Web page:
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CIPD - Government’s Summer Budget puts productivity plan firmly in the spotlight

The Chancellor’s pledge to introduce a ‘national living wage’ of £9 by 2020 has raised the stakes for the UK’s productivity plan, according to the CIPD in its response to the Budget. 

On the National Living Wage: Mark Beatson, chief economist for the CIPD, the professional body for HR and people development, comments: “The proposed National Living Wage is an upgrade of the existing National Minimum Wage for the over 25s.  The Office for Budget Responsibility says it will have little net effect on employment, but their forecasts rely on assumptions about future productivity growth that have proved wrong to date.  This policy will only deliver higher pay without significant job losses if it is accompanied by a drive to increase productivity in low pay sectors such as retail, hairdressing, hospitality and the care sector – and that will need more than delivery of apprenticeship numbers or employment subsidies via the National Insurance Contributions system.”

On apprenticeships: “The Government’s introduction of an apprenticeship levy does highlight the importance of investing in training, but there is a concern that this could reduce broader workforce development if it is introduced in isolation without consideration of the UK’s broader skills challenges, for example inadequate leadership and management capability. We need to see more detail from the Government on how they intend to encourage a culture of lifelong learning, training and development and this must include opportunities for those aged over 25 right through to mature workers.”

On welfare reform: “Improved skills and employment opportunities for everyone is the glue needed to hold the government’s welfare reform agenda together. This means recognising the key role of further education and the importance of protecting the adult skills budget in order to support the roll out of Universal Credit and ensure that work does always pay more than benefits. In addition, it’s crucial that The Youth Obligation is accompanied by sufficient support to enable young people who are not going to university or into an apprenticeship to develop the skills they need to get into and on at work.”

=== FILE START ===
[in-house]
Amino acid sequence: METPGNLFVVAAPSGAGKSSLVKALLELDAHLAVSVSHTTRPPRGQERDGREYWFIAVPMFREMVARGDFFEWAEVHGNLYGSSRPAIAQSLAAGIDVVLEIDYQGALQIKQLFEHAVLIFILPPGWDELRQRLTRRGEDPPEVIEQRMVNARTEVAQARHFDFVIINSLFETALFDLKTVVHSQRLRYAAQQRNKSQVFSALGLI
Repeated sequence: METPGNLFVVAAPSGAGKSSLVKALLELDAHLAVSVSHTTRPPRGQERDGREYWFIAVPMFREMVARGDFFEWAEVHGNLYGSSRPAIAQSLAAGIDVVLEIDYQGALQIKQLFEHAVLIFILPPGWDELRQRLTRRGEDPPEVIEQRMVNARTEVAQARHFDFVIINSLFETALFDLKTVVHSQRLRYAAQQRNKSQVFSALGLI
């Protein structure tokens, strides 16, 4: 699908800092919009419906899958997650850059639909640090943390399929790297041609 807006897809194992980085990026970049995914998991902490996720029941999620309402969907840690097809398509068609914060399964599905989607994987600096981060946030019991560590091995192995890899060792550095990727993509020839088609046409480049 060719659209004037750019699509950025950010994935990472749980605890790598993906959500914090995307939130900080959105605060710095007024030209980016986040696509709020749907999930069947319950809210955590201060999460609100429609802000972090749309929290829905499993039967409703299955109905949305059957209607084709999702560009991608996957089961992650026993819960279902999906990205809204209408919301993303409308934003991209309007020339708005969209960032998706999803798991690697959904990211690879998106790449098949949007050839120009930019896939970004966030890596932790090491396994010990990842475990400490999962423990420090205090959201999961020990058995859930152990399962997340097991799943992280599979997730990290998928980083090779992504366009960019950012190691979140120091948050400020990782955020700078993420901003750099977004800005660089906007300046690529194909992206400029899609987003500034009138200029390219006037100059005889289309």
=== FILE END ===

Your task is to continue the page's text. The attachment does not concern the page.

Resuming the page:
On the gender pay gap: “The gender pay gap may be at an all-time low but it is still not low enough and is part of our productivity problem. There are still far too many obstacles preventing women from returning to work after maternity leave and barriers to progression within the workplace.  Especially important is access to flexible working, and we’d like to see the productivity plan spell out how employers can do more, with the public sector taking a lead.”

On public sector pay: “The announcement of a 1% pay ceiling for four years may be more challenging than pay restraint proved to be in the last Parliament.  Then, private sector average earnings were falling in real terms.  According to the Office for Budget Responsibility, average earnings will grow at an annual rate of nearly 4% a year from 2017 onwards, which could lead to increasing recruitment and retention problems where the public sector is competing with the private sector. Therefore, employers must be even more creative in how they use their reward package to attract, retain and engage employees.”

On the Government’s Productivity Plan, due on Friday 10th July: The CIPD wants to see a Government-led campaign to boost the productivity of Britain’s workforce. How? By:

  • Boosting leadership and management capabilities, particularly among SMEs, for example by providing targeted support through the new Business Growth Hubs
  • Extending skills development opportunities beyond apprenticeships to workers of all ages by protecting the adult skills budget
  • A concerted push to boost workplace productivity through sector-based industrial partnerships 
Beatson concludes: “There was a lot in the Budget that will have an impact on working lives. Improvements to pay are a step in the right direction, but to enable ongoing pay progression, the Government must work with industry and businesses to equip the workforce with the opportunities and skills they need to progress in work and add value to the economy.”
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